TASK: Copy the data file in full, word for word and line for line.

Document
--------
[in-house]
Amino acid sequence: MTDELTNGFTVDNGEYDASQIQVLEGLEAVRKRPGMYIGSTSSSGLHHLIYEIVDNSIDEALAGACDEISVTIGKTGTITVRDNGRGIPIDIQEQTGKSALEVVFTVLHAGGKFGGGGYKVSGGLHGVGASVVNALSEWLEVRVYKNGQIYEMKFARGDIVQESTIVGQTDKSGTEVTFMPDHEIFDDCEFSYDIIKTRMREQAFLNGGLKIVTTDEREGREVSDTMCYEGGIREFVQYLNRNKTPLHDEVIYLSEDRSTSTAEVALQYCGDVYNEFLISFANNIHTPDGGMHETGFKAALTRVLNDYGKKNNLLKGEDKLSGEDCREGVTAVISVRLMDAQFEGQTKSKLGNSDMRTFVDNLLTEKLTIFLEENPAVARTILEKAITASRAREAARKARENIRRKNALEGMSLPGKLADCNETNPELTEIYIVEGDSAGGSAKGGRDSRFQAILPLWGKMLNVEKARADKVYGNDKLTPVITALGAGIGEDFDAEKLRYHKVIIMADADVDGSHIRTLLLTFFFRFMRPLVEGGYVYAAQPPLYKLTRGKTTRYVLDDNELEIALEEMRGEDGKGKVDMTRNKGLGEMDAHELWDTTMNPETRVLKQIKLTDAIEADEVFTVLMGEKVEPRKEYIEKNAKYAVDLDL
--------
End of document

[in-house]
Amino acid sequence: MTDELTNGFTVDNGEYDASQIQVLEGLEAVRKRPGMYIGSTSSSGLHHLIYEIVDNSIDEALAGACDEISVTIGKTGTITVRDNGRGIPIDIQEQTGKSALEVVFTVLHAGGKFGGGGYKVSGGLHGVGASVVNALSEWLEVRVYKNGQIYEMKFARGDIVQESTIVGQTDKSGTEVTFMPDHEIFDDCEFSYDIIKTRMREQAFLNGGLKIVTTDEREGREVSDTMCYEGGIREFVQYLNRNKTPLHDEVIYLSEDRSTSTAEVALQYCGDVYNEFLISFANNIHTPDGGMHETGFKAALTRVLNDYGKKNNLLKGEDKLSGEDCREGVTAVISVRLMDAQFEGQTKSKLGNSDMRTFVDNLLTEKLTIFLEENPAVARTILEKAITASRAREAARKARENIRRKNALEGMSLPGKLADCNETNPELTEIYIVEGDSAGGSAKGGRDSRFQAILPLWGKMLNVEKARADKVYGNDKLTPVITALGAGIGEDFDAEKLRYHKVIIMADADVDGSHIRTLLLTFFFRFMRPLVEGGYVYAAQPPLYKLTRGKTTRYVLDDNELEIALEEMRGEDGKGKVDMTRNKGLGEMDAHELWDTTMNPETRVLKQIKLTDAIEADEVFTVLMGEKVEPRKEYIEKNAKYAVDLDL